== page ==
Jenico Preston was succeeded by his son Christopher Preston as 4th Viscount Gormanston. Christopher’s second son, Thomas, was made 1st Viscount Tara. When Thomas Preston, 3rd Viscount Tara, was killed by Sir Francis Blundell the title died with him.

Following the Battle of Kinsale in 1601, Jenico Preston, 5th Viscount Gormanston received additional estates. He married Margaret, daughter of Nicholas St Lawrence, 8th Baron Howth. He died in 1630 and his titles and estates passed to his son, Nicholas Preston, 6th Viscount Gormanston.

In the Irish Rebellion of 1641, the Preston family supported Charles I and then the Gaelic lords supported them. At the Catholic Confederation in 1642, Nicholas Preston, 6th Viscount Gormanston, was commander of the Catholic forces and his uncle, Thomas Preston, 1st Viscount Tara, was a Confederate general.

Cromwell’s Avenue is said to mark his route from the shore to the doors of Gormanston Manor(Photograph: Patrick Comerford, 2016)

Nicholas died during the war and was succeeded by his son, Jenico Preston as 7th Viscount Gormanston. When the Royalist and Confederate forces were defeated by the Cromwell’s forces, Jenico went into exile with Charles II and his lands were confiscated.

Legend associates the mouth of the River Devlin with the first landing of Oliver Cromwell, and the line of trees known as Cromwell’s Avenue is said to mark his route from the shore to the doors of Gormanston Manor, demanding its surrender, before marching on to Drogheda in 1649.

The Yew Tree Walk at Gormanston, leading from the castle to the monks’ graveyard (Photograph: Patrick Comerford, 2016)

After the restoration of Charles II, Jenico Preston, 7th Viscount Gormanston, returned to Ireland and recovered his lands. The Yew Tree Walk, which is over 300 years old, probably dates from around this time. Local legend and popular tales given currency in my days by schoolboys say Lord Gormanston created this sculpted yew walk as a triangular-shaped cloister in the late 17th century to appease his daughter and to persuade not to become a nun.

In 1690, the 7th viscount supported King James II and fought at the Battle of the Boyne and defended the city of Limerick.

Jenico died in Limerick on 17 March 1691; a month later, on 16 April 1691, he was posthumously declared a traitor. He was indicted for high treason and his lands were forfeited. He had been married twice and had one daughter, Mary, but had no sons. After his death, the title passed to his nephew, Jenico Preston, who used the title of 8th Viscount Gormanston, although this title was not officially recognised.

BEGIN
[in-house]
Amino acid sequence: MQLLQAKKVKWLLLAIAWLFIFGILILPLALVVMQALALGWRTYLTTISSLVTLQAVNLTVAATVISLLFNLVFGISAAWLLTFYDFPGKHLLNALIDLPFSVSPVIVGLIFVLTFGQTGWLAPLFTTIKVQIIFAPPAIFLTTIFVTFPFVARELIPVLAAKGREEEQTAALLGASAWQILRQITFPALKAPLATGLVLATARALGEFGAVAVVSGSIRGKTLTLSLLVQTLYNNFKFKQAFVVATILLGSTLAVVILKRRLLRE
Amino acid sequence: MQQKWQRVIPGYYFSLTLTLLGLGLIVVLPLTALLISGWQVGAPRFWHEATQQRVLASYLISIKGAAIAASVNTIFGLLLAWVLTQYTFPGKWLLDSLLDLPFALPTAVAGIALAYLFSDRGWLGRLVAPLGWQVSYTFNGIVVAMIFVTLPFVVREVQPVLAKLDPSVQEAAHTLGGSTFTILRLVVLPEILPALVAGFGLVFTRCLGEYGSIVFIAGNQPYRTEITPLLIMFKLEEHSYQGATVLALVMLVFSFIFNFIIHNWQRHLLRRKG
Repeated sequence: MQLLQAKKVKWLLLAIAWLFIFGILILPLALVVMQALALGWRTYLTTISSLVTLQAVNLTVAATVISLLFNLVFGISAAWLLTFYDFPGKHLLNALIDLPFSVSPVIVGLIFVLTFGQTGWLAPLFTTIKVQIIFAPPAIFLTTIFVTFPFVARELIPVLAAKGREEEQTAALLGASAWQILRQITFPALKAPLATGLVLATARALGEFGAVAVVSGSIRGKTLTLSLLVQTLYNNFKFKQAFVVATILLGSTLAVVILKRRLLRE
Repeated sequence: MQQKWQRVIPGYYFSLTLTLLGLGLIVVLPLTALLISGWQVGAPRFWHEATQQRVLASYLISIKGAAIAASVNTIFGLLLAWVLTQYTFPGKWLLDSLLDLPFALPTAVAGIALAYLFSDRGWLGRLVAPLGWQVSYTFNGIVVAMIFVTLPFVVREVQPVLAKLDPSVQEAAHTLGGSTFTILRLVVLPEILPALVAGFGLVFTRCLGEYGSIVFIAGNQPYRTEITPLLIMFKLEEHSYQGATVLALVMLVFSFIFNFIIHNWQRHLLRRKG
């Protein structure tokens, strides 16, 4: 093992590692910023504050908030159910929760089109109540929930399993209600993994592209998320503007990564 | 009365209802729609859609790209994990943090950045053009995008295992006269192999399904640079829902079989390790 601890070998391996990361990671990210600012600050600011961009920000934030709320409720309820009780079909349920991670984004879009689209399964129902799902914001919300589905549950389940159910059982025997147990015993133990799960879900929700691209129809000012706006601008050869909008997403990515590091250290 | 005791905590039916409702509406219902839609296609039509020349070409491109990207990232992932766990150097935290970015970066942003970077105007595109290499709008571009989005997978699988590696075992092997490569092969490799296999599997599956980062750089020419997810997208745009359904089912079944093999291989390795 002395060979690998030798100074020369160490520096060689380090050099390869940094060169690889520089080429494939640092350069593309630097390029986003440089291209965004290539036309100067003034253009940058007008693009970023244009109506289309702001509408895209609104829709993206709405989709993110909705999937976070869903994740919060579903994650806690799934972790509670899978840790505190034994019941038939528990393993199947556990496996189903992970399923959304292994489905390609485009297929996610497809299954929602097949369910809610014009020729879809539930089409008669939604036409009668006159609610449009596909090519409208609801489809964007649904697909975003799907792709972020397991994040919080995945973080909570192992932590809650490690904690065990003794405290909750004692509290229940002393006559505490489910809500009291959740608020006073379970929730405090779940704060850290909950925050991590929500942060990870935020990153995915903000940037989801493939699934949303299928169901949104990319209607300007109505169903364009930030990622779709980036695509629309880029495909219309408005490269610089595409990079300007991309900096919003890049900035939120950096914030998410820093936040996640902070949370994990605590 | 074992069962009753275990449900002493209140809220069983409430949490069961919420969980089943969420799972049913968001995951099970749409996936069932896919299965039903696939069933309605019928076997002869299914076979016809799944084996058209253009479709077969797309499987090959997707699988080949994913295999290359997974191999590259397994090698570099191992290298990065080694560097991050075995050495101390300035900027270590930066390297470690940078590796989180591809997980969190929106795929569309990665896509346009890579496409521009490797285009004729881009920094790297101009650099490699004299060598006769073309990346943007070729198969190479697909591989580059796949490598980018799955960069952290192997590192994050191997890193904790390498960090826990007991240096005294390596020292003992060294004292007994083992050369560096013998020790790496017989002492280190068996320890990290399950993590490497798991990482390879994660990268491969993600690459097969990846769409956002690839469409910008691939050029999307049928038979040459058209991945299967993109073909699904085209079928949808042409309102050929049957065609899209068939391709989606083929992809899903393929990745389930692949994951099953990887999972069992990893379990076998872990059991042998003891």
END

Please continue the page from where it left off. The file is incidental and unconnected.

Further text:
Like his uncle, this Jenico had no sons and the now outlawed title was passed to his brother, Anthony Preston, 9th Viscount Gormanston, who recovered the family’s possession of the majority of the Gormanston estate under provisions in the Treaty of Limerick. The largest portion of the Gormanston estate papers relate to actions taken against the 9th viscount for money he owed to various parties, including one case about money he borrowed from his uncle and cousin by marriage.

This Anthony Preston married his cousin, Mary Preston, daughter of Jenico, the 7th viscount. Their son Jenico, unofficially inherited the family title as 10th Viscount Gormanston in 1716.

Jenico married Thomasine, daughter of John Barnewall, 11th Baron Trimlestown, and their eldest son, Anthony became 11th Viscount in 1757.

Anthony married Henrietta Robinson from Denston Hall, Suffolk. She was known in the family as Harriot and she signed legal documents by that name. The family papers show the marriage was acrimonious and the couple separated. They moved into separate houses and her husband was given custody of their son Jenico Preston.

When Anthony died in England in 1786, Harriot tried to abduct their 11-year-old son, who had become the 12th Viscount, in order to bring him to England and raise him as a Protestant. Instead, the Preston family secretly sent the child to Liège in Belgium and a custody battle ensued, and Anthony’s brother, John Preston, became the legal guardian of the young viscount.

The Preston family eventually succeeded in having Jenico Preston returned to Gormanston and he remained a Roman Catholic. It said that the Catholic Mass was celebrated in the chapel at Gormanston Castle throughout the Penal Times.

In the former dining room in Gormanston Castle, built in 1790-1820 on the site of the first castle (Photograph: Patrick Comerford, 2016)